Published By: The Guardian, 9/9/2016
Facebook recently blocked a news article that reprinted a Vietnam War photo of a naked girl running from a napalm attack. The photo was flagged by an algorithm designed to identify photos containing nudity. Facebook keeps changing how much it uses humans vs. algorithms to control news feeds; trouble ensues either way. The issue raises questions about whether Facebook acts — or should act — as a media company with editorial responsibility or as a neutral distributor.
Most articles about this story include the photo in question, which does feature a naked nine-year-old girl with severe burns. Articles mention pornography and relevant body parts in passing.
Extended Discussion Questions
- The article mentions that 44% of U.S. adults get most of their news via Facebook. Where do you see current events stories first?
- Do you think it’s a good idea for Facebook to use an algorithm for this job? Why or why not?
- Some of the news outlets involved are suggesting that Facebook should have different rules for different countries, depending on local culture. What could be some potential problems?
- How would they need to change their algorithms? The datasets they use to train them? (If you’ve discussed training data.)
- Can Facebook know for sure what country someone’s in?
- How should they decide what the rules are for each country?
- Facebook claims that it is just a “technology platform”, not a media organization.
- What’s the difference? What does a news media organization do that Facebook doesn’t? Related Content: Chapter 7 of Blown to Bits discusses this issue in detail, though with older examples.
- In what ways does this story support the claim? In what ways does it challenge the claim?
- Why do you think it’s important to Facebook to say it’s not a media organization? Hints: Are there legal or ethical requirements for news media? What expectations do readers/viewers have?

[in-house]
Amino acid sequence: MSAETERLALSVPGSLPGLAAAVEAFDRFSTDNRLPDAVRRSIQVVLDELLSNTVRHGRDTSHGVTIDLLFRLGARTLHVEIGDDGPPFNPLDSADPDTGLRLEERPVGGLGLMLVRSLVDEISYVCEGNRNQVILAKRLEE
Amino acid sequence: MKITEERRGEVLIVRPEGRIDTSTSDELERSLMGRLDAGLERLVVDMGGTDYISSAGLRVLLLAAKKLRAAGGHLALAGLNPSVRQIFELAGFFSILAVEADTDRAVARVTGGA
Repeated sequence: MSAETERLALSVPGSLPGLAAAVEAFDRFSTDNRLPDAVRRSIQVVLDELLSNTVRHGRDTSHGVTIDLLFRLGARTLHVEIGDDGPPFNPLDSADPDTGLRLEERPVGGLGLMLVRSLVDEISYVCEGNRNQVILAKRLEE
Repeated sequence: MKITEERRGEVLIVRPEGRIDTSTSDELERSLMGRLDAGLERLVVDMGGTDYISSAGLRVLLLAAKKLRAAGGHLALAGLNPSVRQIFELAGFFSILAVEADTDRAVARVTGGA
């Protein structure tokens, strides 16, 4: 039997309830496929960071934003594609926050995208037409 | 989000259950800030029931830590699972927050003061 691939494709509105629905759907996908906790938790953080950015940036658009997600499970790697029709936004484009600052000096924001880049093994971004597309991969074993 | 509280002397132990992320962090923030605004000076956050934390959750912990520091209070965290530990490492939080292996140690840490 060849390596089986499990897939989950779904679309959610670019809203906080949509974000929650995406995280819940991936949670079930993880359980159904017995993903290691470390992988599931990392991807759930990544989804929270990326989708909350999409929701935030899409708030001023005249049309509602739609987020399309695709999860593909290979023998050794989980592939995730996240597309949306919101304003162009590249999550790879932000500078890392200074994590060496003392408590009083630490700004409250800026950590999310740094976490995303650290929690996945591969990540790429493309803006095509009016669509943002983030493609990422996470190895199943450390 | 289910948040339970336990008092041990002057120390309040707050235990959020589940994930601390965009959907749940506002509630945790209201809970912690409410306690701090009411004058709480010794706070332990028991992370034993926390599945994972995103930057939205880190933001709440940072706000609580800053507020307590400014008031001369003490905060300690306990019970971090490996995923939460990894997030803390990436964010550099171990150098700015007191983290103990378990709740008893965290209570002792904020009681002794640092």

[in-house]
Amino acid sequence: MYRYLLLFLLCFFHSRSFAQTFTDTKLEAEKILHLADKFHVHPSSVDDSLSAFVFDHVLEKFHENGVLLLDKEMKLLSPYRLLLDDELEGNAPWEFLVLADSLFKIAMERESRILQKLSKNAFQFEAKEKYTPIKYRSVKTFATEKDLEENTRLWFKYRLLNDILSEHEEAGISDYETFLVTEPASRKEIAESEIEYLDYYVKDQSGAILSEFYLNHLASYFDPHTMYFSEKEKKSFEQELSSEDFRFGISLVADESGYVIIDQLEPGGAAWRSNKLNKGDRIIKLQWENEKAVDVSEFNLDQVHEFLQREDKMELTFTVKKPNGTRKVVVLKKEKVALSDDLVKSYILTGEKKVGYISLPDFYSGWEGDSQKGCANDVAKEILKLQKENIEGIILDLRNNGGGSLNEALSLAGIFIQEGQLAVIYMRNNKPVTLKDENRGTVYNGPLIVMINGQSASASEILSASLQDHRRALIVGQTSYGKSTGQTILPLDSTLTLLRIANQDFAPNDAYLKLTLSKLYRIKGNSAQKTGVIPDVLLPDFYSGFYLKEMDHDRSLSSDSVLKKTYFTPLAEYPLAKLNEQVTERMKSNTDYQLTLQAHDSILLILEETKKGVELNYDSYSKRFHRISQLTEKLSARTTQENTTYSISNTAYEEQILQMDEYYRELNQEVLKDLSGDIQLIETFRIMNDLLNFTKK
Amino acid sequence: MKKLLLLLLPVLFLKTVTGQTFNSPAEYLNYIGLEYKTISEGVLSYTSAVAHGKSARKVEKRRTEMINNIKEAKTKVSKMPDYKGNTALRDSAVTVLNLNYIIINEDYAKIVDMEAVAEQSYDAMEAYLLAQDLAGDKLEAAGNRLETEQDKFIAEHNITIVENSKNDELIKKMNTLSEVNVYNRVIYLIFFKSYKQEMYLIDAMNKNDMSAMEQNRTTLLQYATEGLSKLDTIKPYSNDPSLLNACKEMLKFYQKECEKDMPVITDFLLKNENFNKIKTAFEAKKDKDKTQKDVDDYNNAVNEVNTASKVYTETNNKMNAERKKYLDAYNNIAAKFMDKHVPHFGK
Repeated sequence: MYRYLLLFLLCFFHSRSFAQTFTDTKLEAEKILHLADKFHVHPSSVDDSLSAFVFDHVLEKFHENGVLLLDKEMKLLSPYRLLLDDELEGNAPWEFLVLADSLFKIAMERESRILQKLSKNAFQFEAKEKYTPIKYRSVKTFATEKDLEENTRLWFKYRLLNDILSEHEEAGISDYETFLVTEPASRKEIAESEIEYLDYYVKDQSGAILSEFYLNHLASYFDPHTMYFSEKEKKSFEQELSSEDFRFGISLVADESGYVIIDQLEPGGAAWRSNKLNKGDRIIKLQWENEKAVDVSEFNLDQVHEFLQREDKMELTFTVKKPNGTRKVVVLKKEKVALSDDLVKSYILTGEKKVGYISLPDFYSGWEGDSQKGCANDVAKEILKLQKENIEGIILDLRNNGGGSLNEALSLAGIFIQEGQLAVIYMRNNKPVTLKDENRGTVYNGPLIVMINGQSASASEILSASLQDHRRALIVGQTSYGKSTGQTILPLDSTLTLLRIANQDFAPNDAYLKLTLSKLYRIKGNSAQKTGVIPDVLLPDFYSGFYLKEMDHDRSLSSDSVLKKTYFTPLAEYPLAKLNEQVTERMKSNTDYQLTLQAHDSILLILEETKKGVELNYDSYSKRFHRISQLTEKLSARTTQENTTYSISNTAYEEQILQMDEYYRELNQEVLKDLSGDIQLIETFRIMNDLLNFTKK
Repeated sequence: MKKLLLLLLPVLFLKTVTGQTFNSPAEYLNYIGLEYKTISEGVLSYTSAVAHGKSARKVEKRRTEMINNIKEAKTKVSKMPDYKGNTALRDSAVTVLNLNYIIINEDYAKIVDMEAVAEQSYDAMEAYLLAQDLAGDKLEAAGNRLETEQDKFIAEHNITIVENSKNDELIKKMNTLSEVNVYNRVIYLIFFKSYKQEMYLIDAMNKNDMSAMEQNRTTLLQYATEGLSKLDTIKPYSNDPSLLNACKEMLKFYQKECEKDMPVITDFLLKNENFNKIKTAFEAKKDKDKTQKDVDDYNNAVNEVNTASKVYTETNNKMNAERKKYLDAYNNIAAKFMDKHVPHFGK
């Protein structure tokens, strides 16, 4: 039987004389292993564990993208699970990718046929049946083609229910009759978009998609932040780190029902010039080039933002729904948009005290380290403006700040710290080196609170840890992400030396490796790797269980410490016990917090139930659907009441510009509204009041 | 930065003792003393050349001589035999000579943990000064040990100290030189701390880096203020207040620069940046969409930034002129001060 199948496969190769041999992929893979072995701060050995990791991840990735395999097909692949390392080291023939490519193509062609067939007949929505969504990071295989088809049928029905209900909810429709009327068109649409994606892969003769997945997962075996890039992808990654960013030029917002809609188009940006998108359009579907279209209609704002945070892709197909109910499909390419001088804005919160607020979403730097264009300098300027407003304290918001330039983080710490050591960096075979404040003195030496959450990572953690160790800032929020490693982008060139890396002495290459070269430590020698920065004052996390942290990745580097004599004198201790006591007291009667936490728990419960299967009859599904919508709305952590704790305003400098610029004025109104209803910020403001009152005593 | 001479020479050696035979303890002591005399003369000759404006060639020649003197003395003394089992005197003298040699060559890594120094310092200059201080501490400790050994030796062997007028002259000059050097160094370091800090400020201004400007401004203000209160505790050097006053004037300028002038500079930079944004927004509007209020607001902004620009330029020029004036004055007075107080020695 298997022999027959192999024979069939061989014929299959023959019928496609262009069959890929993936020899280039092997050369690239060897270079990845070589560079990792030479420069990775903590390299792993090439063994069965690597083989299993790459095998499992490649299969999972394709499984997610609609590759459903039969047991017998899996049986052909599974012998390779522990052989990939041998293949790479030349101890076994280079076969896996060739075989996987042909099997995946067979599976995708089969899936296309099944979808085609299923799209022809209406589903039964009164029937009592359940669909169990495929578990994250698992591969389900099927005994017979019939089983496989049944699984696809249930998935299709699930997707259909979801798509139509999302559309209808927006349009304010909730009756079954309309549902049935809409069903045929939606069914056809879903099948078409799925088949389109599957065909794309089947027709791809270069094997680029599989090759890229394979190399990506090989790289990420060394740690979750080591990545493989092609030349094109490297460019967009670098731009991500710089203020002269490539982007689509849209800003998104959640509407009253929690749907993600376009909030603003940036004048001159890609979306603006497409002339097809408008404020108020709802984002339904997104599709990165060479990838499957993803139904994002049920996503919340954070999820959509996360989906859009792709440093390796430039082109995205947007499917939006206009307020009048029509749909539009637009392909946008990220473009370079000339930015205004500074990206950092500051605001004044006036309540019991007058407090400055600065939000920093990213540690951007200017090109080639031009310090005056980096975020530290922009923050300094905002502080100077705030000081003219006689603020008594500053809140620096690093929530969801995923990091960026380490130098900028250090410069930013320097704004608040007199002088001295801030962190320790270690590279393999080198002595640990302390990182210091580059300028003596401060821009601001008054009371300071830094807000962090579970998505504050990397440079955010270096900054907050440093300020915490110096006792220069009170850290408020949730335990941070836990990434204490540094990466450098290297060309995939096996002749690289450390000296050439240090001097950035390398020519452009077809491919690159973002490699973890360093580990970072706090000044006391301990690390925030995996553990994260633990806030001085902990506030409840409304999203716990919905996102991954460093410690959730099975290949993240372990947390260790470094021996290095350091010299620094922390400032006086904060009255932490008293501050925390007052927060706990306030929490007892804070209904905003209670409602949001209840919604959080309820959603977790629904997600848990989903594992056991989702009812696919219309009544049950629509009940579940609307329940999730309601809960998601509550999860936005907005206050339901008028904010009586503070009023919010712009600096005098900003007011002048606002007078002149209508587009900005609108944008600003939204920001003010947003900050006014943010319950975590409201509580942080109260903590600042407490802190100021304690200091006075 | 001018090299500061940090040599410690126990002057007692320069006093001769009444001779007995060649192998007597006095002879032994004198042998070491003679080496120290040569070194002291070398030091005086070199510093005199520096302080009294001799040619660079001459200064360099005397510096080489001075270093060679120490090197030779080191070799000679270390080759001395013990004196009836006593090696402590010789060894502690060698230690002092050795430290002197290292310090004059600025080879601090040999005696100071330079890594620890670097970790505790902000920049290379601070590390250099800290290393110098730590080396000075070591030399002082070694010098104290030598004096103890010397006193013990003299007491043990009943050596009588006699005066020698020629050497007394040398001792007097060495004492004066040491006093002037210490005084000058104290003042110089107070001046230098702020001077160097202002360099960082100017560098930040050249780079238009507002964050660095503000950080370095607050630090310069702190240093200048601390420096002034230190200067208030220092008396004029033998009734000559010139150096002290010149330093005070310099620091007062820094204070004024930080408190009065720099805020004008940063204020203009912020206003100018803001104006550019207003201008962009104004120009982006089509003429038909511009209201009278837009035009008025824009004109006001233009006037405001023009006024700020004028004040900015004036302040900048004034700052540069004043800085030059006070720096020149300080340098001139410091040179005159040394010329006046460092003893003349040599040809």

- Do we need new categories for the digital age?
“Facebook’s Censorship Problem Is What Happens When a Tech Company Controls the News”
Published By: Slate, 9/9/2016 || View the Article
Provides more discussion about the media organization vs. distributor question. More of an opinion piece.
Relating This Story to the CSP Curriculum Framework
Global Impact Learning Objectives:
- LO 7.1.1 Explain how computing innovations affect communication, interaction, and cognition.
- LO 7.3.1 Analyze the beneficial and harmful effects of computing.
- LO 7.4.1 Explain the connections between computing and real-world contexts, including economic, social, and cultural contexts.
Global Impact Essential Knowledge:
- EK 7.1.1C Social media continues to evolve and fosters new ways to communicate.
- EK 7.3.1A Innovations enabled by computing raise legal and ethical concerns.
- EK 7.3.1E Commercial and governmental censorship of digital information raise legal and ethical concerns.
Banner Image: “Network Visualization – Violet – Crop 8“, derivative work by ICSI. New license: CC BY-SA 4.0. Based on “Social Network Analysis Visualization” by Martin Grandjean. Original license: CC BY-SA 3.0